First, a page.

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Blue Line Grows Thin

Overtime Taxes Sheriff's Deputies as Positions Remain Unfilled


Deputy Jason Cantrall is tired.

Last week, he pulled two extra 12-hour shifts at the Todd Road Jail in Santa Paula. Not that that's unusual.

After three years with the Ventura County Sheriff's Department, Cantrall, 28, is called on weekly to fill an extra shift here, work additional hours there. The total last month: 120 hours.

"Sometimes it starts wearing on you," Cantrall said. "You really start to feel it at the end of your shift. By the time you get home, you just go, 'Aaahhhh.' You just sit on the couch and you just don't want to get up."

Over the past four years, the Ventura County Sheriff's Department has experienced unprecedented growth. The department has grown so fast, in fact, that those in charge of hiring have been unable to keep up. At the moment, the department is down 45 sheriff's deputy positions, 8% of the force.

The result is lots of overtime--and lots of exhausted deputies. Last month, patrol officers in Thousand Oaks, Moorpark and the unincorporated east county pulled more than 3,000 hours of overtime--nearly double the usual amount, said Capt. Frank O'Hanlon, who is in charge of administrative services.

"If we continue at this level, we are going to experience some burnout," O'Hanlon said.

After years of funding cutbacks, department officials saw the trend reverse when voters in 1993 approved Proposition 172, a half-cent sales tax to help cover public safety expenses. A windfall of cash followed--about $30 million a year. With the money in hand, department officials beefed up their ranks: Nighttime patrol units went from one deputy to two; 50 previously cut sworn positions were reinstated; eight previously slashed court security positions were renewed.

Then, in 1995, the Todd Road Jail opened in Santa Paula, creating a demand for 47 more men and women to don a sheriff's deputy badge. In all, the department added 126 badge-wearing positions.

"And that's on top of the people we've lost because they retired or left the department," said Capt. Keith Parks, Sheriff's Department spokesman. "That's a lot of people."

The situation has kept personnel officials scrambling.

"I always like a challenge," said Kelly Shirk, personnel analyst for the Sheriff's Department. "I don't like to twiddle my thumbs, anyway, and the Sheriff's Department has kept that from happening."

Unlike neighboring Los Angeles County, where the $337-million Twin Towers jail built in 1995 sat unopened for 16 months because of a lack of funds to hire deputies to staff it, money is not the problem in Ventura County. The problem is finding the bodies.

One of the four housing units at Todd Road sits unopened, awaiting the new hires. Although it's not a critical problem yet, it will be once the Ojai Honor Farm becomes an all-female jail in June and about 114 male inmates are transferred to Todd Road, said Cmdr. David Tennessen, who oversees the county's jails.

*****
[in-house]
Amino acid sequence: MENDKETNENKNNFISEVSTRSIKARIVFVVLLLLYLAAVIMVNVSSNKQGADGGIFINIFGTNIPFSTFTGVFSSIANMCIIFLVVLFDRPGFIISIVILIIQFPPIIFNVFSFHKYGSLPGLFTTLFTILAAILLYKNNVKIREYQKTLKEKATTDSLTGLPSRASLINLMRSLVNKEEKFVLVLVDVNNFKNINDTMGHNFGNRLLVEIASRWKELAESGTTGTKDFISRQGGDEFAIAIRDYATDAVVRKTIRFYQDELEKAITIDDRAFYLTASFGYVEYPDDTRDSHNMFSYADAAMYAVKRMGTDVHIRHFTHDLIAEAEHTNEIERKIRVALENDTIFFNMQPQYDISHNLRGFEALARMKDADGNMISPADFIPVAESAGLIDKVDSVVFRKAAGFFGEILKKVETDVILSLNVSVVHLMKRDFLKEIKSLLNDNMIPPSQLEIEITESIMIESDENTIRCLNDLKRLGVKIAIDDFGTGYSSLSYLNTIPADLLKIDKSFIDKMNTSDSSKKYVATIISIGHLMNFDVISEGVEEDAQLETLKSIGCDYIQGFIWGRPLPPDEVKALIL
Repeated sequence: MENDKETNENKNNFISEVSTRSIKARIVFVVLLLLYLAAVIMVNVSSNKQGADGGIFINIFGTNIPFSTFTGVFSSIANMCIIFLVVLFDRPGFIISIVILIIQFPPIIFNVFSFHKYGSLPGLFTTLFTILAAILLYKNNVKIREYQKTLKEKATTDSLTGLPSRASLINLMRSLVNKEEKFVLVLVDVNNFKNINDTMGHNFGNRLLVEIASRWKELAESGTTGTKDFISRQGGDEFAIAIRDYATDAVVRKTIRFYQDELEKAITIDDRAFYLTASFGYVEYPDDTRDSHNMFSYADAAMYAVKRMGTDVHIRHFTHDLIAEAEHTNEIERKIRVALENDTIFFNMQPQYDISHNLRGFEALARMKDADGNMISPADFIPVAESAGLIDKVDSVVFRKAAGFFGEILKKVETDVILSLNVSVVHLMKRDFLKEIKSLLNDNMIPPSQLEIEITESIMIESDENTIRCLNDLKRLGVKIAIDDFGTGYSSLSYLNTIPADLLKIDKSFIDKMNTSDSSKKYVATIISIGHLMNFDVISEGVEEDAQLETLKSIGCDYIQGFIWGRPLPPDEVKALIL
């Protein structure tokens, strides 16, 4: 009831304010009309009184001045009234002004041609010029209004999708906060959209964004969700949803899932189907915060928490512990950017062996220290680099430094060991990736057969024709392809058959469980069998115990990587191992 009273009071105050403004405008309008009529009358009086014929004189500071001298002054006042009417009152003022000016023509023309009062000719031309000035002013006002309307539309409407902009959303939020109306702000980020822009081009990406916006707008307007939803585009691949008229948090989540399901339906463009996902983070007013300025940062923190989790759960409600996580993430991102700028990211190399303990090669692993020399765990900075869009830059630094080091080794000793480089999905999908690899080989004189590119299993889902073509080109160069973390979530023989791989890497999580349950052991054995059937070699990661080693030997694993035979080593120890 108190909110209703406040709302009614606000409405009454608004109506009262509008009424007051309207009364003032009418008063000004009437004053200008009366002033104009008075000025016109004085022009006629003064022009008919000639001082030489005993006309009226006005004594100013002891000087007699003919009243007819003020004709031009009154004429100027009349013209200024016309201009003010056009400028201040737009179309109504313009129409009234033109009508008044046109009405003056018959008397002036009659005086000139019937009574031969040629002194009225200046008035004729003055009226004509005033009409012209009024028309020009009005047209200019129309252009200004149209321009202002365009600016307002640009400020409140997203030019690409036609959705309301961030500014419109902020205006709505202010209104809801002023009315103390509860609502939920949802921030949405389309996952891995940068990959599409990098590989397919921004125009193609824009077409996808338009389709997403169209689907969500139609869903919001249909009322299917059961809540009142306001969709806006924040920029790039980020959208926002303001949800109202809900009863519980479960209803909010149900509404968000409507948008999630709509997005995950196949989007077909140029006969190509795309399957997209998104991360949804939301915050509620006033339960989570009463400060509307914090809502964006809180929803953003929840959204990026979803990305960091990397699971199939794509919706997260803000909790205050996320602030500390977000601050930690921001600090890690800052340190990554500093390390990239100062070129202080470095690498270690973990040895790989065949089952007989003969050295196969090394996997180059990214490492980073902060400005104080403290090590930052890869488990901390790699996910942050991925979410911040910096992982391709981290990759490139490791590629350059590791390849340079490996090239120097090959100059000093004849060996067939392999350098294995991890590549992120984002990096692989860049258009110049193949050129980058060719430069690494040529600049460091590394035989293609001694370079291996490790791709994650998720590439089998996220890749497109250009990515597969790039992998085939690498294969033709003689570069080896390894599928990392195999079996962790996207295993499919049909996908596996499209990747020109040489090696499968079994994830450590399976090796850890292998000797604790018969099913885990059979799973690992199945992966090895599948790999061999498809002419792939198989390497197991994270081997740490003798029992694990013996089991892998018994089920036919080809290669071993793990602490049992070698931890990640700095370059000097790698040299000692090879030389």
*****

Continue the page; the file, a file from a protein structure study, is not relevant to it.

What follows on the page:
Partly to blame, authorities say, is a booming job market. Shirk notes more jobs are available, and young people tend to look elsewhere before considering a job that means carrying a gun and confronting criminals.

"Think about it," Shirk said. "This is a job where there is a possibility you will be shot at. Not a lot of people are attracted to that."

Recruiters--who search for candidates through job fairs and want ads--emphasize the job's attractions: a starting salary of $34,500, good benefits and no college-education requirement.

But a rigorous application process also turns away many who show interest.

"You hand someone a 27-page background report, and see what happens," Shirk said. "It's intimidating."

Applicants must pass a written exam, a physical agility test, a background check, a psychological exam (written and oral) and a polygraph test. If they succeed, they get an invitation to attend the academy--24 rigorous weeks of learning penal codes and police tactics, and doing extensive physical training.

Only about 10% of those who apply end up wearing the tan and green uniforms, Shirk said.

The process is also time-consuming. It may be several weeks, even months, between the time someone applies and the beginning of an academy class. From start to finish, the process takes about a year. Most job seekers aren't willing to wait that long for a paycheck to roll in, recruiters say.

Some relief for Cantrall and other overworked deputies is on the way.

On Dec. 18, the second academy class of the year graduates, said Tennessen. As commander of the county's jails, Tennessen hopes the 17 new graduates will relieve his overburdened staff at the Todd Road Jail.

"Everybody is yammering for them," he said about commanders in other Sheriff's Department branches. "But they have to rotate through the jail first; that's the way it works."

Even the additional deputies, however, will just offset vacancies created by retirements and resignations.

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